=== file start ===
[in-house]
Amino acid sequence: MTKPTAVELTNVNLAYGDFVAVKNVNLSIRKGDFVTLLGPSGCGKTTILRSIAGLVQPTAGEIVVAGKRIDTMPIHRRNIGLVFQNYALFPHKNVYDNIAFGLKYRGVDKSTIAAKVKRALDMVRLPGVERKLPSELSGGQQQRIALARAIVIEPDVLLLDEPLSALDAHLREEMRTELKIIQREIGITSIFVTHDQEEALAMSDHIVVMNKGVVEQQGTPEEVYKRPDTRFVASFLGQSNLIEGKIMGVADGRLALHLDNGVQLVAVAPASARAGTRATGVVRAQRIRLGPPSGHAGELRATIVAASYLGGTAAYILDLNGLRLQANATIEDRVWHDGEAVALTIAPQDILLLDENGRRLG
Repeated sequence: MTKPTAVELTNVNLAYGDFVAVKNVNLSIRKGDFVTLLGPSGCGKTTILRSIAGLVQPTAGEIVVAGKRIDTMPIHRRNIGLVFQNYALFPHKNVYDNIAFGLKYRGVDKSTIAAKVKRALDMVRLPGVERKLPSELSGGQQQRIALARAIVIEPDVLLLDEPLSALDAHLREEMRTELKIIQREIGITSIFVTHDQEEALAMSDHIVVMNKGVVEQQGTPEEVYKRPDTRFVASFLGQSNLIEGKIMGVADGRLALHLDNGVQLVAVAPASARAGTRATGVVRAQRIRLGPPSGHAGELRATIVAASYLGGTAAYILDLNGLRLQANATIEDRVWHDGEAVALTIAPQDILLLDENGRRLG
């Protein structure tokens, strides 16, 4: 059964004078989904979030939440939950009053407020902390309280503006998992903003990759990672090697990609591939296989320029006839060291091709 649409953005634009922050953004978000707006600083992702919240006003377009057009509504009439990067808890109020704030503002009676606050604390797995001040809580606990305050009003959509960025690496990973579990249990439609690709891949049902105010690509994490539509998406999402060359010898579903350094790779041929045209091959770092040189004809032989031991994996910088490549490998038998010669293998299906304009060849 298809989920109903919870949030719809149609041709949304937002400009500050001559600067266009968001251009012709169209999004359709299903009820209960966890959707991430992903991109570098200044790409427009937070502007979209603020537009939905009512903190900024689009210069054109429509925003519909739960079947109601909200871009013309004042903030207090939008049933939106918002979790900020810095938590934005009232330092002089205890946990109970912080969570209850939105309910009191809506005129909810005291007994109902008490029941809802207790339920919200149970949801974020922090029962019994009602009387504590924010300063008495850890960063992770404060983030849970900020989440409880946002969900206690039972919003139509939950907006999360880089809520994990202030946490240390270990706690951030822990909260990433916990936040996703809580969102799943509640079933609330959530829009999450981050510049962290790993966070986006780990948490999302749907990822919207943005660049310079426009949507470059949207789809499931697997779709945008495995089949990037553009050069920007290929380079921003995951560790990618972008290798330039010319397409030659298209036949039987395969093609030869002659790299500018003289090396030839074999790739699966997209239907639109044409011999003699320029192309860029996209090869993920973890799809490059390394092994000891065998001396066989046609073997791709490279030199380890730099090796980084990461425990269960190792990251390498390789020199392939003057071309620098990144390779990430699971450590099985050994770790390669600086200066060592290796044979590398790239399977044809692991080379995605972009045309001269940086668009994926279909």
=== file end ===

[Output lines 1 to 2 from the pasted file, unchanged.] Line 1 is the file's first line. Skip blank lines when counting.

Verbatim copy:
[in-house]
Amino acid sequence: MTKPTAVELTNVNLAYGDFVAVKNVNLSIRKGDFVTLLGPSGCGKTTILRSIAGLVQPTAGEIVVAGKRIDTMPIHRRNIGLVFQNYALFPHKNVYDNIAFGLKYRGVDKSTIAAKVKRALDMVRLPGVERKLPSELSGGQQQRIALARAIVIEPDVLLLDEPLSALDAHLREEMRTELKIIQREIGITSIFVTHDQEEALAMSDHIVVMNKGVVEQQGTPEEVYKRPDTRFVASFLGQSNLIEGKIMGVADGRLALHLDNGVQLVAVAPASARAGTRATGVVRAQRIRLGPPSGHAGELRATIVAASYLGGTAAYILDLNGLRLQANATIEDRVWHDGEAVALTIAPQDILLLDENGRRLG